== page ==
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Author Topic: When is a national condition of travel not national?  (Read 1273 times)
grahame
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« on: April 07, 2017, 06:19:03 AM »

National Conditions of Travel:  http://www.nationalrail.co.uk/Conditions%20of%20Travel%202016.pdf

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24.1 You may take up to two dogs or other small domestic animals free of charge with you unless a Train Company has set out any special conditions relating to their own train services. In such cases these conditions will be made available when buying your Ticket in advance, and will be shown on the Train Company’s website.

South Eastern Railway - "Your rights when travelling with us"
https://www.southeasternrailway.co.uk/about-us/our-policies

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Pet policy

You can travel on Southeastern services with a maximum of two small dogs on a lead or other small domestic animals free of charge. For each additional animal, a fee of half the adult fare of your ticket will be charged - up to a maximum of £5 for a single, and £10 for a return.
 
Pets other than dogs  must be carried in a fully enclosed basket or pet carrier with dimensions not exceeding 85 x 60 x 60 cm and cannot be taken out of their basket or carrier. If your pet causes a nuisance, inconvenience or a safety hazard to other passengers you may be politely asked to remove your pet from the train or station property.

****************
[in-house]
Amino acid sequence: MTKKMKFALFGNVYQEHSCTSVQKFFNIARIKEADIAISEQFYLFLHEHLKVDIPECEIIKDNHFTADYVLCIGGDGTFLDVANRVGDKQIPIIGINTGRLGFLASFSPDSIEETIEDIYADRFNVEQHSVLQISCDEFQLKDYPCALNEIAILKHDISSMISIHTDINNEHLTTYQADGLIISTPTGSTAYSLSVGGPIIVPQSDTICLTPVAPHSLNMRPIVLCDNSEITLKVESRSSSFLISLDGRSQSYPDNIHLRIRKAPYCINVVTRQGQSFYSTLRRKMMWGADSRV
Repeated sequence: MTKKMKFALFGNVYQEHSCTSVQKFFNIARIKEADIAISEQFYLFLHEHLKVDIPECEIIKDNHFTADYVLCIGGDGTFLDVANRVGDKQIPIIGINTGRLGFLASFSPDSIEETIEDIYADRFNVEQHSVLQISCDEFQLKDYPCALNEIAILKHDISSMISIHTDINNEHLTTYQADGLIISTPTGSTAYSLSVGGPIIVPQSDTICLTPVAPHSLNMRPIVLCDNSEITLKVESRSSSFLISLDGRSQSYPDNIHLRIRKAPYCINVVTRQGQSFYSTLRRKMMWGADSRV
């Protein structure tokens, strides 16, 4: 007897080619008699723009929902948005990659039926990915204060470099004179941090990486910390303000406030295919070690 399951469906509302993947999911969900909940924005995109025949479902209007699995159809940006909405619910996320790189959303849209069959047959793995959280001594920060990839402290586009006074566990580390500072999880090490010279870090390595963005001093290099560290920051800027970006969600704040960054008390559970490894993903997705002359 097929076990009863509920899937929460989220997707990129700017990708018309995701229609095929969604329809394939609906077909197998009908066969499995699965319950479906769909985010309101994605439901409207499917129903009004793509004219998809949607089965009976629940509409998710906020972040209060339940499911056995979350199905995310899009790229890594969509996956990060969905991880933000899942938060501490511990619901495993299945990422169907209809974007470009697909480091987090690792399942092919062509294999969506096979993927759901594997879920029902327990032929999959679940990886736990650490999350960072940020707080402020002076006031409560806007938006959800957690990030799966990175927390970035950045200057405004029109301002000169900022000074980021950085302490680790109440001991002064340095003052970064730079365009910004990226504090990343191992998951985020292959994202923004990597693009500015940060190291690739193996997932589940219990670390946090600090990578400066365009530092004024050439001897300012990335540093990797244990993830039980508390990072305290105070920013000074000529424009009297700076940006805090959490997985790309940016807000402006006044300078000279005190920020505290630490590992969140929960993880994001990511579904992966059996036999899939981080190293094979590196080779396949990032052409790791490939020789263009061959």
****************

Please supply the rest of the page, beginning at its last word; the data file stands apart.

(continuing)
Dog breeds that are considered potentially aggressive, such as Greyhound, must wear a muzzle at all times during your journey and at stations.

Huh??

You can travel nationally with up to two dogs ... but only two SMALL dogs on South Eastern?   And who is their expert who has laid down that the greyhound (of all breeds!) is "potentially aggressive".  I'm not in favour of BSL (Breed Specific Legislation) in general, and am open mouthed in amazement at the greyhound - of all breeds - being singled out.



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Western Pathfinder
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« Reply #1 on: April 07, 2017, 06:53:38 AM »

I could understand a Pit Bull Whippit but a greyhound !!...
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grahame
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« Reply #2 on: April 07, 2017, 08:35:51 AM »

I could understand a Pit Bull Whippit but a greyhound !!...

You'll see many pictures of muzzled greyhounds, but that's done when racing (or they are running around on what we call their "zooms") to avoid them hurting themselves if they run into something. Greyhound racing, alas stretches the dogs to their limits and all too often beyond and muzzles offer an element of protection to one part of the body.   In the past, an assumption has been made by people that the dogs are muzzled because they're aggressing - WRONG - you are 50 times more likely to be attacked by a labrador than by a greyhound - https://petolog.com/articles/dogs-attack-statistics.html


The South Eastern rule talks about aggressive dogs not dangerous ones.  Take a look ((here)) at a list of the 10 most aggressive breeds.   You may be surprised if you don't already know!